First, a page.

BorderSpace Q&A – Playing in an Awesome Sandbox

BorderSpace Screenshot

I Am LOVING The Look of This...

In the wake of Jumpgate’s closure, one of the former GMs of the game, Steve “Istvan” Hartmeyer, clued me into a fan-based game in the works called BorderSpace that not only looks similar to my beloved Jumpgate, but looks to improve and enhance it in many important ways. Thankfully, Istvan was able to put me in touch with the game’s creator and lead designer, Chris “Teeleton” Regan, to discuss the game further. Therefore, please enjoy my Q&A with Chris below. :)

Brian: Thank you for taking the time to answer my first questions. First off, could you please give us a description of just what BorderSpace is, and why you think people will play it?

Chris: BorderSpace is a massively multiplayer game with elements of combat (PvP & PvE), gathering, crafting, manufacturing, an open market, conquest, and colonization. I’ve seen the description of “Eve with joysticks”, which is a bit of an over-simplification, but really, it’s not terribly far from the truth. It will take some time to even approach that sort of scale, but I have high hopes for our architecture and its ability to grow with whatever demand happens to be thrown at it. Games of this sort always seem to either be single player or limited multiplayer, which for me has always been a bit of a downer. I think the world is ready for a skill based space game on a large scale with a persistent world. There have been some that came close, but none of them have really delivered the complete package for me. Hopefully there are several more people out there who feel the same.

Brian: Now I’ve noticed some similarities to Jumpgate (RIP) but also some significant differences. First, let’s look at the stars of the show, the spaceships. Rather than being provided a list of specific hulls, it looks as if spaceships will be more modular and customizable. Could you expand upon the ships in the game, such as ship design, specialization and so on?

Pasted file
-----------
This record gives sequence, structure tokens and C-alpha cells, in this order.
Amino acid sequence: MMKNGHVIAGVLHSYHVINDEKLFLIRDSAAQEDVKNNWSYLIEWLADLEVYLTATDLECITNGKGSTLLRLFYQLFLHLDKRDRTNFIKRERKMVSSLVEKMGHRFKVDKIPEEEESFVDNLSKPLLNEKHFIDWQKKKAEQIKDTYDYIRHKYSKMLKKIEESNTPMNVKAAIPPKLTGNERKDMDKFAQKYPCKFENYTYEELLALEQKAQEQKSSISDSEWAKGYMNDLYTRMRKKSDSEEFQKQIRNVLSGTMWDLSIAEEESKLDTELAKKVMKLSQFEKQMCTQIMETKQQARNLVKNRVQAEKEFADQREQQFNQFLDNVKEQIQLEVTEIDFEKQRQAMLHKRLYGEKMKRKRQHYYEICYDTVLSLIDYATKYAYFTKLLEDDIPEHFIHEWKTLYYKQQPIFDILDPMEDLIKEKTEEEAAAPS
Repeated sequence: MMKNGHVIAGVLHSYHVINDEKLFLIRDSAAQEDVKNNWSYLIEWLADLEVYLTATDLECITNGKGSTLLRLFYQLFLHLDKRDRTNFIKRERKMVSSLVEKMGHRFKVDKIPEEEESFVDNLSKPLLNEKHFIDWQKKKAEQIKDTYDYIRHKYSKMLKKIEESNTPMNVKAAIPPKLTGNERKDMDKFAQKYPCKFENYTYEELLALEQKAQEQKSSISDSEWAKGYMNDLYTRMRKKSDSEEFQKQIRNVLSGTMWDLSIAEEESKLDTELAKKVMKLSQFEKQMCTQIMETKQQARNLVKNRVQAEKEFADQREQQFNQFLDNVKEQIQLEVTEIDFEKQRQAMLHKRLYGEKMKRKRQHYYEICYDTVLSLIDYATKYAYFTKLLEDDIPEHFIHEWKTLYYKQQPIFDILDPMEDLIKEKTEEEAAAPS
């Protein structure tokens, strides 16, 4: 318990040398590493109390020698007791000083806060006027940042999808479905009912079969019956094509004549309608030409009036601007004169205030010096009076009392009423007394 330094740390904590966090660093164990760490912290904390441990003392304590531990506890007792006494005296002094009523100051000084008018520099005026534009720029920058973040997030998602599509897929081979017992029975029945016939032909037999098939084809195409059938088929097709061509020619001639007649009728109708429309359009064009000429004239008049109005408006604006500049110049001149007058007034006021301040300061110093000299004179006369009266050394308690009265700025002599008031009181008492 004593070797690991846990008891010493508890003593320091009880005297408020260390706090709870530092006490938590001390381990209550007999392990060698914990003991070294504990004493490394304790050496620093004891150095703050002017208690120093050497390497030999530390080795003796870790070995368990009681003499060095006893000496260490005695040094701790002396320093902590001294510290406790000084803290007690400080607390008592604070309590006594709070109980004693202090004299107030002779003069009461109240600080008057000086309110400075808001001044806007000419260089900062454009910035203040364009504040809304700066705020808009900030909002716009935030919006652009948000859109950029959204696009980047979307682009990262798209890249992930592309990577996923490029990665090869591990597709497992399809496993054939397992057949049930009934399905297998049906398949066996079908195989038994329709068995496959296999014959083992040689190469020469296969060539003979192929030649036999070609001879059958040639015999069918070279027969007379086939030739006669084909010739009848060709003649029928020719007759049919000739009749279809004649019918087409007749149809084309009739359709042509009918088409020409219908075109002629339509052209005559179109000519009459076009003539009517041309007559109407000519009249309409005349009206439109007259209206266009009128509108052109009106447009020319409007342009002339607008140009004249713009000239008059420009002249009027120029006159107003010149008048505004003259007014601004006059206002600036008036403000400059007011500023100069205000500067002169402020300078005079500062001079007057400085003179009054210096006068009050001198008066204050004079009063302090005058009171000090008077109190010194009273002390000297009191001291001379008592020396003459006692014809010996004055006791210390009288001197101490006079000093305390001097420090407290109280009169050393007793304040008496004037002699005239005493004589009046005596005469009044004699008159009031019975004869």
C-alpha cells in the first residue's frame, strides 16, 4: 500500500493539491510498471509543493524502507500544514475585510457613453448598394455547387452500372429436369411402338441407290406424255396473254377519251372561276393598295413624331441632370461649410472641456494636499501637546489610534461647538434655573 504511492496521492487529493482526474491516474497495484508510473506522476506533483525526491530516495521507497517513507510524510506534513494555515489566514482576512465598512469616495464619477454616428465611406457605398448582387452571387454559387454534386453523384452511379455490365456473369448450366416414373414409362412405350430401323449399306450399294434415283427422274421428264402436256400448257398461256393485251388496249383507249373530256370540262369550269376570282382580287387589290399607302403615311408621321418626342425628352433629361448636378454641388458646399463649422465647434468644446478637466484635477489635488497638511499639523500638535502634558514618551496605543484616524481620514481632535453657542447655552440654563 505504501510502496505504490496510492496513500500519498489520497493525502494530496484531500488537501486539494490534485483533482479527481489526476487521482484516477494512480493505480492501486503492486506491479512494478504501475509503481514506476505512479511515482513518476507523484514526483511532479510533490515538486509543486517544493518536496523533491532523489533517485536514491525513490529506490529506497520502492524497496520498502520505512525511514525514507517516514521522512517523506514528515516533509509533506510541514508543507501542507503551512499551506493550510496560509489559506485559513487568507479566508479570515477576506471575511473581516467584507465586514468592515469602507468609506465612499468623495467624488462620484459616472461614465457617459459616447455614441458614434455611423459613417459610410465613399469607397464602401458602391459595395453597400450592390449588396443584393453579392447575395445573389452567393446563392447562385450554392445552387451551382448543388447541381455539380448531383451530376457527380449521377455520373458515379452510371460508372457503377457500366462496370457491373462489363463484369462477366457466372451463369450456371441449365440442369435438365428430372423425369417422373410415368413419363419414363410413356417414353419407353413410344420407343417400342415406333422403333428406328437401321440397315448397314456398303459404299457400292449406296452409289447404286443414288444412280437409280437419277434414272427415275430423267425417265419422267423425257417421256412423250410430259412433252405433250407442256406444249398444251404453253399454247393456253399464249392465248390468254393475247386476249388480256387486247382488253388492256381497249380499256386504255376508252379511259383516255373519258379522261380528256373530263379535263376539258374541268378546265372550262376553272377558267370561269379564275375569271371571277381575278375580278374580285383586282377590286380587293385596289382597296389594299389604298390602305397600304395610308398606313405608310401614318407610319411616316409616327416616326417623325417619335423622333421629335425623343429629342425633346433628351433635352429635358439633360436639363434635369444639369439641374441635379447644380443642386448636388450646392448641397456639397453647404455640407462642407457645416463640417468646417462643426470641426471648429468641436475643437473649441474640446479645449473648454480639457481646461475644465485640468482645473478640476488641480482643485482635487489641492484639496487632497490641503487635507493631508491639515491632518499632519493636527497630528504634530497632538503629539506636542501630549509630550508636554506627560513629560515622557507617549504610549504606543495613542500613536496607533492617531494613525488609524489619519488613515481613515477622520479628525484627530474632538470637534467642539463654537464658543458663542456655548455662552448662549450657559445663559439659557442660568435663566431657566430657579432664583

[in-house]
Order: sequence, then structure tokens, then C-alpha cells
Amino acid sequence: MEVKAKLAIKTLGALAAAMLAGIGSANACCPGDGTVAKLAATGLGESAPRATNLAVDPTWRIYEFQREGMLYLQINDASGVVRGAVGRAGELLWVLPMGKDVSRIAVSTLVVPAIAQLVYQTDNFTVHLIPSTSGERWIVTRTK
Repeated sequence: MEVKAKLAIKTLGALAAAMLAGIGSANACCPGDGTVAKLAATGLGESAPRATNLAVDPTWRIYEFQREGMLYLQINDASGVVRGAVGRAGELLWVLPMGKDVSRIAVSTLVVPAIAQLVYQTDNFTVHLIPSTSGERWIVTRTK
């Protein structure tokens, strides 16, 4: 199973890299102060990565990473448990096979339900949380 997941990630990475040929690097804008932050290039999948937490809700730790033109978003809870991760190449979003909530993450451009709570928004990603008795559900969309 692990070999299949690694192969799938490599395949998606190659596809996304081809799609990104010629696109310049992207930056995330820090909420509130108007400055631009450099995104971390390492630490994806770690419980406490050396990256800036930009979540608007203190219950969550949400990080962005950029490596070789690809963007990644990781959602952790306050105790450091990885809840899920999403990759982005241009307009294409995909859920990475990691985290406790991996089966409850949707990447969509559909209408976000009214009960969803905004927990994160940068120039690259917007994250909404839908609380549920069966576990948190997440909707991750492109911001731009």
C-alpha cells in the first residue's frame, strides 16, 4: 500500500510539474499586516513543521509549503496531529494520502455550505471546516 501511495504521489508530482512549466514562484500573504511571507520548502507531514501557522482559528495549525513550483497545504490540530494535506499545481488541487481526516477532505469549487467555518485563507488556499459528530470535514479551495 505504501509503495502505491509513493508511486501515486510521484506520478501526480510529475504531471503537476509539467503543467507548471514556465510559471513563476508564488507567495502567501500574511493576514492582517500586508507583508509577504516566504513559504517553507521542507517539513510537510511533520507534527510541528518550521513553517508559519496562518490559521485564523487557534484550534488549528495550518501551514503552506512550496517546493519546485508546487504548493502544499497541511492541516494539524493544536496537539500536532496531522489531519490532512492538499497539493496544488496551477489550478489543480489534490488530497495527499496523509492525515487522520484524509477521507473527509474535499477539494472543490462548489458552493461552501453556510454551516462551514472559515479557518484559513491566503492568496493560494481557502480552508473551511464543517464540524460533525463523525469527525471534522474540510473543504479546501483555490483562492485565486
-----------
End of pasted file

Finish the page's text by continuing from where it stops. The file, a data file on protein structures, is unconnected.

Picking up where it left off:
Chris: The game will open with several pre-designed hulls for purchase that will be available from some of the NPC groups in the game. Players will be able to design custom hulls that can then be mass produced via the typical in-game manufacturing processes, but we’re not planning to have a setup where you can just replace the wings on your ship with different ones. The equipment on the ship (engines, weapons, shield, etc..) will be easily swapped out by the individual player, however.

Ships really won’t be strictly classed. Some designs will be better suited to some tasks than others, but that’s about it. The plan is to make designing ships and equipment fairly straight forward. You set the size, and a few sliders which determine the attributes of the ship. Then you’re presented with several modular pieces that can be fit together to build the physical representation in the game. The game then takes all of this into consideration, comes up with a shopping list needed to build one, and then saves it into the database as a patent. The player can then shop his design around or built it himself if he happens to have a factory somewhere that can be tailored to building the design. Once the factory is tooled up to produce the item, then it’s just a matter of having the appropriate resources on hand to build it. Hulls will be able to be traded and shipped around the game world just as easily as any other commodity or piece of equipment, provided you have the cargo space on board to carry something that large.